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Clothing Company Pulls a Robin Thicke, Serves Up the New Most Sexist Ad on the Internet

You can tell how mediocre a product is by the number of topless women the company thinks is necessary for us to pay attention to it. Suits Supply, a Dutch brand, with stores in the U.S. has taken that rule of thumb to a whole other level — a fully-dressed-if-you're-a-man-and-naked-if-you're-a-lady kind of level.

In a very Blurred Lines-esque marketing ploy, the clothing company is juxtaposing its suits with numerous pairs of women's Bahama Mamas. The result is an ad campaign that only a guy who still idolizes Stifler could appreciate.

Image Credit: Suit Supply

The images are advertising by association, an unsubtle persuasion technique that aims to link a product with something desired by the target audience. Suits bring you boobs. Boobs bring you sex. If I wear the suit, the boobs and sex will come to me, right?

In fact, the geniuses who came up with the campaign were so effective in focusing attention on women's milk factories, they seem to have forgotten their job was to sell those pesky suits. Barely any appear in the photos, especially if you click on the "uncensored" version of the campaign.

Actually, I spoke too fast. You can clearly see the bottom half of a suit jacket behind all those erotically Photoshopped water drops. See there? It's right between Lady No. 1's bum and Lady No. 2's boobs. Right where No. 2's hand meets No. 1's behind, a sexualized (and fake) pose that women in magazines can't seem to get enough of!

Image Credit: Suit Supply

In another shot, you can clearly see part of a suit sleeve. Can you spot it? Right in front of that young woman's exposed underboob!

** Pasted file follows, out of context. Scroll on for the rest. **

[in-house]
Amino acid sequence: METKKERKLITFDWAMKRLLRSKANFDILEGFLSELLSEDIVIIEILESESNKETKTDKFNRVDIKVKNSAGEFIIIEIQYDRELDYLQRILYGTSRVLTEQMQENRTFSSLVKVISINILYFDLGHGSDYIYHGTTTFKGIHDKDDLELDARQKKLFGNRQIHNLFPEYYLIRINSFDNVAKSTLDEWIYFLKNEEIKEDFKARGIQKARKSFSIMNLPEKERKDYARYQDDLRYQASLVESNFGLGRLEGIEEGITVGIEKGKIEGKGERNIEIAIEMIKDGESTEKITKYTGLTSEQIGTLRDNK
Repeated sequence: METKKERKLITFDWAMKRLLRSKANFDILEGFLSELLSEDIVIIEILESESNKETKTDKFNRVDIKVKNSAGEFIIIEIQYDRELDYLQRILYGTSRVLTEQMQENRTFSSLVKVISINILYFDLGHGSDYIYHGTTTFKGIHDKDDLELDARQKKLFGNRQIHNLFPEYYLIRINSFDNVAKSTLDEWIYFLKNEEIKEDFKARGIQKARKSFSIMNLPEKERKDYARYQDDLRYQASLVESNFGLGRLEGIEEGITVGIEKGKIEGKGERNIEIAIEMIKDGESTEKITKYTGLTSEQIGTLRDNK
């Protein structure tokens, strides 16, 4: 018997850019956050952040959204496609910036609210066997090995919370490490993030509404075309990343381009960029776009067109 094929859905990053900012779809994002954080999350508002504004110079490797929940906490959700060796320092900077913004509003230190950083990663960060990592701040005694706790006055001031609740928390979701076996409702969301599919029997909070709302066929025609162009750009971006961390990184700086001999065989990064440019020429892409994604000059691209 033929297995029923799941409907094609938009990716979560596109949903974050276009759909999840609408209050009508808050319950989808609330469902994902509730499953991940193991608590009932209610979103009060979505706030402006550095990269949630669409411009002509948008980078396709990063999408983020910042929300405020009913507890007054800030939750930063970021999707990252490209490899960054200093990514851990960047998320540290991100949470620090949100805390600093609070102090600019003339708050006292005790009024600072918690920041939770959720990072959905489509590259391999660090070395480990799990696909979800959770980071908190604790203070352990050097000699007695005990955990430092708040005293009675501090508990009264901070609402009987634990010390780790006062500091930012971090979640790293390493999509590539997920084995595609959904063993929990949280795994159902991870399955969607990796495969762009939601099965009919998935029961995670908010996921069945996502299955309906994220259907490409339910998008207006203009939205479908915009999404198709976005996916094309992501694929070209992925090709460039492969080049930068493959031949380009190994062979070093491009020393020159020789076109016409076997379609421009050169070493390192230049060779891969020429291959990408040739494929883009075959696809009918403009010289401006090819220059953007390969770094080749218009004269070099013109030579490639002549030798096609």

Image Credit: Suit Supply

Does Suit Supply sell these shirts in male sizes too? Who cares! Wet boobs for everyone!

Image Credit: Suit Supply

Judging by these ads, the average man's No. 1 concern when buying a new suit is... sexy lady bodies? It's certainly not a clean cut, a nice pattern, a cool color or a crisp look.

Anyone still not convinced of Suit Supply's strategy, not to mention its fairly low estimation of the male brain, should check out some of the company's previous campaigns. While the suits may change, all of these ads have something in common. Can you guess what it is?

Image Credit: Cosmopolitan

Image Credit: Cosmopolitan

Image Credit: Cosmopolitan 

Who knew men could engage in so much sexual activity without ever taking their suits off? 

Buying sex may be illegal in this country, but selling it in an ad campaign is still technically kosher. What's especially worrisome is the way exploitative representations of female bodies are often regarded favorably, while women who dare to take agency over their own bodies are met with harsh criticism, especially in television and film.

Additionally troubling is the restrictive hetero-patriarchal conceptions of manhood images like these reinforce. Given that gay men hold so much purchasing power, it's surprising to see ads consistently ignore them as a target market.

The objectification of women's bodies and assumptions of heteronormativity in advertisement aren't new practices, but they're starting to get really old. It's 2014, high time companies realize they can sell products without relying on belittling notions of who we are.

What do you think about the Suit Supply ad campaign? Let me know on Twitter and Facebook.

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